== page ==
, Salem, MA

September 15, 2011

School laptop program powers up

By Paul Leighton
Staff writer

BEVERLY — All but about 100 high school students are either leasing laptops or using their own under the school's new "1-to-1" laptop program, school technology director Judy Miller told the School Committee last night.

"It has exceeded my expectations," Miller said.

The new program, one of the first of its kind in Massachusetts, allows students to lease a MacBook laptop for $336 per year. Students who own their own laptops are permitted to use those.

Miller said 1,010 students are leasing laptops and about 60 are using their own. The 100 students who have not enrolled in the lease program are provided "loaner" laptops during school but are not allowed to take them home. Miller said she plans to put three or four laptops in the Beverly Public Library that students can use after school.

Miller said 140 students are receiving financial assistance to help them pay for their leased laptops. The school is working to iron out problems with the wireless network that have prevented some students from getting online, she said.

"It's only two weeks in, but it feels pretty successful so far," Miller said.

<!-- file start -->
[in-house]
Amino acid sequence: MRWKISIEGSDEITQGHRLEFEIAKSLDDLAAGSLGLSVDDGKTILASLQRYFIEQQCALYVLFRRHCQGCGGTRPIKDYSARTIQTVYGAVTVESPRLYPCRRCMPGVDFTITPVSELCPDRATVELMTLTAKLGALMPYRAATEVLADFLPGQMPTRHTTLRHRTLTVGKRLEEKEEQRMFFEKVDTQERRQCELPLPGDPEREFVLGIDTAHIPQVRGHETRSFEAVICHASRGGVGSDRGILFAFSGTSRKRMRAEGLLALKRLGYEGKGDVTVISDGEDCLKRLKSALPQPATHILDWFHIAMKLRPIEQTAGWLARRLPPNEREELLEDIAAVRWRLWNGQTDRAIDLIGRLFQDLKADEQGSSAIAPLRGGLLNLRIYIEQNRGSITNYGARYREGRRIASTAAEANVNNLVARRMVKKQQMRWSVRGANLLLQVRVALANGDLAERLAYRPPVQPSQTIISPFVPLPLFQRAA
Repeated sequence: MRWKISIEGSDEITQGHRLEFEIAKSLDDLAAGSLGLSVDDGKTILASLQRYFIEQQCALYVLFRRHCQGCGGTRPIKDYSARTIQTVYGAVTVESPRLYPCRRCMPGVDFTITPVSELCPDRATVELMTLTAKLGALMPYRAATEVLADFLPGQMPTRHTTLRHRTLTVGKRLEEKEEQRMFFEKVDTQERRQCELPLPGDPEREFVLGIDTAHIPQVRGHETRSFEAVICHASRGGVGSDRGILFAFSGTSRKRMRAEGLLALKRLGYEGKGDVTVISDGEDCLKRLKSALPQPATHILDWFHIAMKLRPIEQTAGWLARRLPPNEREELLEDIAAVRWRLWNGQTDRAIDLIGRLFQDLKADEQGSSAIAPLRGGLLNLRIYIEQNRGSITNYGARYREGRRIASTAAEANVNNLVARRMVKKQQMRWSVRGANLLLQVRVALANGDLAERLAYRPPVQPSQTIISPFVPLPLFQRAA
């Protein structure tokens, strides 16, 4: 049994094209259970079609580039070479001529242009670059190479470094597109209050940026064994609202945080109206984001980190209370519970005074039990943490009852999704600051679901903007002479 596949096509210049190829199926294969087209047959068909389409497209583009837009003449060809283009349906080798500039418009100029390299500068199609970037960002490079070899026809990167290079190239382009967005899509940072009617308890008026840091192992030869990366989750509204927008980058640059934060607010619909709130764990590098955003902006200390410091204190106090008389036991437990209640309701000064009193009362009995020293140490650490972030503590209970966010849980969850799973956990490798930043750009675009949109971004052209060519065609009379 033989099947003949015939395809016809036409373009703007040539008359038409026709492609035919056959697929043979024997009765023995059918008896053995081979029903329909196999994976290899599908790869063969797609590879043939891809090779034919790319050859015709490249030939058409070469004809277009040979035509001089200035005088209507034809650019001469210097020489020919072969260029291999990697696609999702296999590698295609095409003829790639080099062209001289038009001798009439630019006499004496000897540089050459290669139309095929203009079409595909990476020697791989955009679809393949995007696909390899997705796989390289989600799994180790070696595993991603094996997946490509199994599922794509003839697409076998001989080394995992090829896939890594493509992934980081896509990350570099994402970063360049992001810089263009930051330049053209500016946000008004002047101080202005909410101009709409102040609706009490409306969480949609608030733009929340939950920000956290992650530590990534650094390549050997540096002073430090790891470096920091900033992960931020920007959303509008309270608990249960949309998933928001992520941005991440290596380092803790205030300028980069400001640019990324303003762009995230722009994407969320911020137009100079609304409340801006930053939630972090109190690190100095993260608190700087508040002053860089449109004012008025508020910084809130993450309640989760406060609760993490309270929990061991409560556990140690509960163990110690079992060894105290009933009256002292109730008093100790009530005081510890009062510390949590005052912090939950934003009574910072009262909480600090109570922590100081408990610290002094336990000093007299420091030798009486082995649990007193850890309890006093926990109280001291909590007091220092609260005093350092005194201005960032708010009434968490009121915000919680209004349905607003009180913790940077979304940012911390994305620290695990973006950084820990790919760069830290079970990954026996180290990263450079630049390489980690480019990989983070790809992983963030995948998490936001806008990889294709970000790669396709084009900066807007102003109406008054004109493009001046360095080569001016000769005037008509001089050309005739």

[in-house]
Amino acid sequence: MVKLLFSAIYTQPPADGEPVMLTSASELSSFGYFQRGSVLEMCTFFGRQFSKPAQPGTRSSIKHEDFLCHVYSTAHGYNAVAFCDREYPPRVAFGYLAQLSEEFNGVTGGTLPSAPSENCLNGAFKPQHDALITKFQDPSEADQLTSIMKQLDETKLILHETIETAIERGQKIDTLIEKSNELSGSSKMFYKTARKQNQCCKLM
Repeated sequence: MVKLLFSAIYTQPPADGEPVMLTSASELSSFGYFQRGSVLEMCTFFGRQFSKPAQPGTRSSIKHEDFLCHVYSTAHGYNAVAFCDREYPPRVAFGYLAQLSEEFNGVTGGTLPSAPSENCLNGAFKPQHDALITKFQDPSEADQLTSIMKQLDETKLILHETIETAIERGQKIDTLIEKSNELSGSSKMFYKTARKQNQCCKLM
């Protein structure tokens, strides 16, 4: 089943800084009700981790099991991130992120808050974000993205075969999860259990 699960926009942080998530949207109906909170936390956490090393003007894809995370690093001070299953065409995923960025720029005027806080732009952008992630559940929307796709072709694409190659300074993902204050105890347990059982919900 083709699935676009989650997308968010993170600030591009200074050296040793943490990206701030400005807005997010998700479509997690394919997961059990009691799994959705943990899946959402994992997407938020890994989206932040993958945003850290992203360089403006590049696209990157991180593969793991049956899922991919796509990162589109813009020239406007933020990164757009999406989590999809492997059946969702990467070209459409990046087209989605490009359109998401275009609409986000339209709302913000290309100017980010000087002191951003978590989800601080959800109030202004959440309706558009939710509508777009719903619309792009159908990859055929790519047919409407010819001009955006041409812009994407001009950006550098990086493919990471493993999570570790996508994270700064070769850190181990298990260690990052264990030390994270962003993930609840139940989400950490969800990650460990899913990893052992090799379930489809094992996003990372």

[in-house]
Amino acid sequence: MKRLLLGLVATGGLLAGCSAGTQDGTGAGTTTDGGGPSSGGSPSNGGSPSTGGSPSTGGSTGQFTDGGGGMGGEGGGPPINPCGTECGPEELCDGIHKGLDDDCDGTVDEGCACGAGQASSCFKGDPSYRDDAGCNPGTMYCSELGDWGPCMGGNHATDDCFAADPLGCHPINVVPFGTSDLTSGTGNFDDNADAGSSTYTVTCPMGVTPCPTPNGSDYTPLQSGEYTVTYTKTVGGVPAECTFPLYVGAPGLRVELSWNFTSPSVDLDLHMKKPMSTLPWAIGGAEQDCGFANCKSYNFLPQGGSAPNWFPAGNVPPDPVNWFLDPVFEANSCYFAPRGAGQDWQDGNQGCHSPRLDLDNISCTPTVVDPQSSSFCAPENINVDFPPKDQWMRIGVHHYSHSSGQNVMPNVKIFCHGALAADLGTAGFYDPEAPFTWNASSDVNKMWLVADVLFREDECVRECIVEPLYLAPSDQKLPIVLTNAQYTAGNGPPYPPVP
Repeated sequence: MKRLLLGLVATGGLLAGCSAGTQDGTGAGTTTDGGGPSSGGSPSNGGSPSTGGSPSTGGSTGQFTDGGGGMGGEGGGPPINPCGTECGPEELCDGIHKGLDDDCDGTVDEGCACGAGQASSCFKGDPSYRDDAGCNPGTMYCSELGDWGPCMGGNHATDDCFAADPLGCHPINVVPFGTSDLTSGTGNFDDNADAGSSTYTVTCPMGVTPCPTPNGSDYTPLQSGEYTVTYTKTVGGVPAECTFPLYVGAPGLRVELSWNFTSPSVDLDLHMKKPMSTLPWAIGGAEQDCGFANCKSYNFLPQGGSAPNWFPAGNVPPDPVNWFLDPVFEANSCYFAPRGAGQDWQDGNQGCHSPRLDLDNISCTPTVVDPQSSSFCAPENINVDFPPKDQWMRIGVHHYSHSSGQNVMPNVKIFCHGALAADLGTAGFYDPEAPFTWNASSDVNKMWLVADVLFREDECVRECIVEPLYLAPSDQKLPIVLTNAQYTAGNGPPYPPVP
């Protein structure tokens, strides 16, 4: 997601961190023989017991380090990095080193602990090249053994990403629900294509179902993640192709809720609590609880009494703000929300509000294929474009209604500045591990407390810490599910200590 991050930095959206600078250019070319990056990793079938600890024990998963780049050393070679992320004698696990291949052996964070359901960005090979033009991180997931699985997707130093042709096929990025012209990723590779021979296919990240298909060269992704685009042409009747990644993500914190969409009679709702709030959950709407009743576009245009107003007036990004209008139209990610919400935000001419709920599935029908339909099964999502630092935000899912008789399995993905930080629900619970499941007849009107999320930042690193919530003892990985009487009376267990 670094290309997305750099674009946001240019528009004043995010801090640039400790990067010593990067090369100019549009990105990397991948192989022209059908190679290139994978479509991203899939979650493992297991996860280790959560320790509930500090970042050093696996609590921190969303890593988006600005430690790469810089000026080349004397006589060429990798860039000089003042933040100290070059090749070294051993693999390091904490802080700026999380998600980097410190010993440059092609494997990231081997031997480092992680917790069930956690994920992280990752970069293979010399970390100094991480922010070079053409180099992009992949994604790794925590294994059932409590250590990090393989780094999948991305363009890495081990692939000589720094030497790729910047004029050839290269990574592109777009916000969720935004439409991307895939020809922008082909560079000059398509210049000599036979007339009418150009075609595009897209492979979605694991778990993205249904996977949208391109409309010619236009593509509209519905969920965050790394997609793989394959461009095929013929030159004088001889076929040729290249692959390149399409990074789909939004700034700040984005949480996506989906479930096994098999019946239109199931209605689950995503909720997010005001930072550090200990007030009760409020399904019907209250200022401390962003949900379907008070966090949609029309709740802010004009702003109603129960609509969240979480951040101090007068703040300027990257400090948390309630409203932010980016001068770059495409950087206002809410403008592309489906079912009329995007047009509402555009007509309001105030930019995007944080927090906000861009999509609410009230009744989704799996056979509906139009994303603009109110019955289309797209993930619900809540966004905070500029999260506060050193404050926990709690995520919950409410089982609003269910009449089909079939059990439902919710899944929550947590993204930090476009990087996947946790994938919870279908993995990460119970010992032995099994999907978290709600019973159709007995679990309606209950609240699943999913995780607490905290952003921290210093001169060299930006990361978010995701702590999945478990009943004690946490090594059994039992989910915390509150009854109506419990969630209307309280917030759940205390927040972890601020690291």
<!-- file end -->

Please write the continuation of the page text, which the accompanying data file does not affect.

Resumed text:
The School Committee also honored North Beverly School third-grade teacher Jeff Chruniak for being selected Teacher of the Year by the Beverly Rotary Club.

Chruniak, 26, said he became interested in teaching after taking a child development class at Beverly High School. His mother, Laurie, is a school librarian in Lynn.

"It's a total honor; it really is," Chruniak said of the award. "I owe it all to the North Beverly community and the city of Beverly. It's nice to teach in the city where I grew up, the city that gave me my education. It's a chance to give back."

The committee also thanked Brian Caponigro of Northeast Regional Ambulance for donating two defibrillators for the high school. The donation came about after School Committee member Maria Decker expressed the goal of having all students graduate from Beverly High certified in basic life support. Caponigro's company will also train students and staff how to use the defibrillators.

Decker said her sister-in-law died of congestive heart failure recently at age 39, but her life had been extended a couple of years due to the efforts of a bystander who performed CPR when she collapsed at a mall.

"Maybe someday, somewhere, they can pass along the favor that was done for my family by extending the life of my sister-in-law," Decker said.

Staff writer Paul Leighton can be reached at 978-338-2675 or by email at